December 13, 1951|
Thunder Bay, Ontario, Canada
|Height||6 ft 3 in (191 cm)|
|Weight||200 lb (91 kg; 14 st 4 lb)|
|Played for||Philadelphia Flyers|
67th overall, 1971|
Michael Busniuk (born December 13, 1951) is a Canadian former professional ice hockey player and coach. He is the younger brother of Ron Busniuk. Busniuk was selected 67th overall, in the 5th round of the 1971 NHL Amateur Draft, by the Montreal Canadiens and played two seasons with the Philadelphia Flyers. Busniuk played eight seasons in the American Hockey League and is the only player to be a member of four consecutive Calder Cup championship teams (1976–1979), and to win five cups as a player. Busniuk won a sixth Calder Cup as a coach.
Busniuk played junior ice hockey with the Fort William Canadians. During his third and final year, in 1970-71, Busniuk was picked up as an add-on player by the Fort William Hurricanes who had advanced to the 1970 Memorial Cup. In 12 games, he scored twice and had four points. Busniuk played collegiate hockey with the University of Denver Pioneers while earning a teaching certificate in physical education. Busniuk was named team captain in the 1973–74 season. The Pioneers made the Final Four three of the four years he attended the school.
After graduating, Busniuk’s professional hockey career began with being assigned to the Montreal Canadien's AHL farm team, the Nova Scotia Voyageurs for the 1974–75 season. Busniuk played with the Beauce Jaros of the NAHL for the 1975–76 season. The Jaros were the top team in the league in the regular season, but lost in the Lockhart Cup finals. After the NAHL playoffs completed, Busniuk played in one playoff game with the Nova Scotia Voyageurs winning the 1976 Calder Cup. Busniuk and the Voyageurs repeated as Calder Cup champions in 1977.
October 23, 1977 Busniuk signed as a free agent by Philadelphia and was assigned to the Maine Mariners in the AHL. The Mariners were Calder cup champions in 1978 and 1979, and Busniuk became the only person to play on four consecutive Calder Cup winning teams. Three games into the 1979–80 season, Busniuk was called up from the Mariners to the NHL's Philadelphia Flyers. Busniuk helped the Flyers reach the 1980 Stanley Cup Finals Final, where they lost in six games to the New York Islanders. Busniuk played for the Flyers for two seasons between 1979 and 1981. In his NHL career, he finished with three goals and 23 assists in 143 games, to go with 297 penalty minutes.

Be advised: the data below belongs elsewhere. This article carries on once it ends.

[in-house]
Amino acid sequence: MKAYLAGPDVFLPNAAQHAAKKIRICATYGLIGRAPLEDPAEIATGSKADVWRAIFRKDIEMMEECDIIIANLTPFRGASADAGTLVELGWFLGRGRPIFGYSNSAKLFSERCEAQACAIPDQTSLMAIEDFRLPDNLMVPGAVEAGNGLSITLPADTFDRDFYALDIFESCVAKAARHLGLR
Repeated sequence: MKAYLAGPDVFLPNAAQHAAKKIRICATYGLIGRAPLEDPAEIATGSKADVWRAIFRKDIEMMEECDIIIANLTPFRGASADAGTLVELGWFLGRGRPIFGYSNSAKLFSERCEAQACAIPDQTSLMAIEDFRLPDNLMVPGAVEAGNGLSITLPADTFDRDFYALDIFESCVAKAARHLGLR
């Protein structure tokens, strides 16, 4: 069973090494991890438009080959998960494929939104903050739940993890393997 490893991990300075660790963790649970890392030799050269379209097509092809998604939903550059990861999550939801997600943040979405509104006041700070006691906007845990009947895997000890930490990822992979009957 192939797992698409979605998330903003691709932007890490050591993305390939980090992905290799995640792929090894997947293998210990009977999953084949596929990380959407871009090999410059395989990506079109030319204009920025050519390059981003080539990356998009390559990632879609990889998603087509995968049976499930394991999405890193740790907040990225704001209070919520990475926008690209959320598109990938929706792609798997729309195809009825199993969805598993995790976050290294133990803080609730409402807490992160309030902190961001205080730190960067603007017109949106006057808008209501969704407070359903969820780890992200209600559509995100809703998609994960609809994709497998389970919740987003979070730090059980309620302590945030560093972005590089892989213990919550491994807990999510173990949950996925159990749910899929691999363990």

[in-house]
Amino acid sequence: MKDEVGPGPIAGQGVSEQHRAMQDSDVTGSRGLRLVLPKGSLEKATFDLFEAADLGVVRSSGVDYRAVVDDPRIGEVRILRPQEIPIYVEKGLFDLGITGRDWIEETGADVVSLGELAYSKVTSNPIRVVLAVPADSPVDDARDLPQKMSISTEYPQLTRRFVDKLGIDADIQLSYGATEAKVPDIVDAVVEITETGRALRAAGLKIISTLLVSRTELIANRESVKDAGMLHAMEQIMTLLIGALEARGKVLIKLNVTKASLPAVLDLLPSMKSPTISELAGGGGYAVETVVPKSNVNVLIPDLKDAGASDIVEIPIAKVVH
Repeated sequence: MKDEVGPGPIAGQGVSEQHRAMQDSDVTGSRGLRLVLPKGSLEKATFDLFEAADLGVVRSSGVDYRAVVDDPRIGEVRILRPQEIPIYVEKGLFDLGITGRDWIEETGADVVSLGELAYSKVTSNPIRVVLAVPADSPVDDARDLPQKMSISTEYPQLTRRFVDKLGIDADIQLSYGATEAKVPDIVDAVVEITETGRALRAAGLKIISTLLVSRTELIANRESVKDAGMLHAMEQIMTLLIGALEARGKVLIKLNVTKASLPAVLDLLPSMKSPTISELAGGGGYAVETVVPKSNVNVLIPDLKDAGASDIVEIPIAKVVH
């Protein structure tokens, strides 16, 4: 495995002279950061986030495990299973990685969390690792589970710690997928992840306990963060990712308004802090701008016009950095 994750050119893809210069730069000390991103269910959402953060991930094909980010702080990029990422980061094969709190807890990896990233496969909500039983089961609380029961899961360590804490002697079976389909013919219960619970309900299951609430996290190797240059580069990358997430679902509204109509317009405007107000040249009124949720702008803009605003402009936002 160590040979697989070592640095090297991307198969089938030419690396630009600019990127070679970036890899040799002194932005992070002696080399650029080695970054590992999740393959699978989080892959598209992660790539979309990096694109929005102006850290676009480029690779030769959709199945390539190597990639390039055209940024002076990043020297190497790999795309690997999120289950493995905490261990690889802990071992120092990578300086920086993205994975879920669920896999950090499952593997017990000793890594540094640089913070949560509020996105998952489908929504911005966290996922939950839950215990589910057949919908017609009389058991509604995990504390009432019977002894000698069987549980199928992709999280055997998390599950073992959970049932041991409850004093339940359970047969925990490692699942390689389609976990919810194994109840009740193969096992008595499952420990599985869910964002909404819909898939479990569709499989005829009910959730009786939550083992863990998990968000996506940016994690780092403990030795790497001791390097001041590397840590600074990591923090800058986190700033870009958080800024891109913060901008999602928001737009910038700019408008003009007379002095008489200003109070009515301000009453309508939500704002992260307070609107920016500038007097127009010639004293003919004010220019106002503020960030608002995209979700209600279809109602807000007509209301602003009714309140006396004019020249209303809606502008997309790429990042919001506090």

Busniuk returned to the Maine Mariners for the 1981–82 season. He would split the next three seasons playing in the AHL and in Europe with HC Brunico in the Italian Serie A league. Busniuk won a fifth Calder Cup playing with the Mariners in the 1983–84 season. Busniuk won the Calder Cup five times during his playing career to share the record for most Calder Cups won with Bob Solinger, Les Duff, and Fred Glover.
Busniuk began his coaching career as head coach of the Tri-City Americans in the 1991–92 WHL season. He was hired as an assistant coach for the New York Rangers' AHL team Binghamton Rangers. Busniuk remained in Binghamton four seasons, and stayed with the team when it relocated to become the Hartford Wolf Pack for another five seasons. In 2000, as an assistant with the Hartford Wolf Pack, Busniuk won a sixth Calder Cup. Busniuk served as head coach of the United Hockey League's Muskegon Fury in 2002-03, where he posted a 38-29-9 record. Busniuk returned to Binghamton to serve as an assistant coach with the Ottawa Senators' AHL team, the Binghamton Senators of the American Hockey League from 2003 to 2010.
Busniuk then returned home to Thunder Bay, where he served in a similar capacity with the Lakehead Thunderwolves, eventually filling in as an interim coach after Joel Scherban was fired four games into the 2012-13 season. He also taught at Dennis Franklin Cromarty High School, an all First Nations school in Thunder Bay.
|1967–68||Fort William Canadians||TBJHL||24||11||11||22||27||––||––||––||––||––|
|1968–69||Fort William Canadians||TBJHL||––||––||––||––||––||13||3||6||9||10|
|1969–70||Fort William Canadians||TBJHL||––||––||––||––||––||––||––||––||––||––|
|1969–70||Fort William Hurricanes||TBJHL||––||––||––||––||––||12||2||2||4||25|
|1970–71||U. of Denver||WCHA||36||1||10||11||46||––||––||––||––||––|
|1971–72||U. of Denver||WCHA||38||1||19||20||77||––||––||––||––||––|
|1972–73||U. of Denver||WCHA||39||20||17||37||70||––||––||––||––||––|
|1973–74||U. of Denver||WCHA||32||18||22||40||34||––||––||––||––||––|
|1974–75||Nova Scotia Voyageurs||AHL||69||15||17||32||94||6||1||0||1||2|
|1975–76||Nova Scotia Voyageurs||AHL||––||––||––||––||––||1||0||0||0||4|
|1976–77||Nova Scotia Voyageurs||AHL||80||1||15||16||160||12||0||0||0||4|
|1982–83||HC Brunico||Serie A||29||16||33||49||43||10||9||12||21||18|
|1983–84||HC Brunico||Serie A||27||16||30||46||28||7||3||5||8||6|
|1984–85||HC Brunico||Serie A||26||9||16||25||29||6||4||4||8||14|
|1985–86||Thunder Bay Twins||Sr. A||––||––||––||––||––||––||––||––||––||––|
|1986–87||Thunder Bay Twins||Sr. A||8||0||3||3||36||––||––||––||––||––|
|Serie A totals||82||41||79||120||100||23||16||21||37||38|
|Team||Year||League||Regular Season||Post Season|
|Tri-City Americans||1991-92||WHL||72||35||35||2||––||––||72||3rd in West||Lost in round 1|
|Muskegon Fury||2002–03||UHL||76||38||29||9||––||––||85||3rd in Western||Lost in round 2|
|Lakehead Thunderwolves||2012–13||OUA||––||––||––||––||––||––||––||––||Lost in round 1|
|HC Pustertal Wölfe||2013–14||Elite A||42||23||14||––||1||4||75||3rd in league||Lost in finals|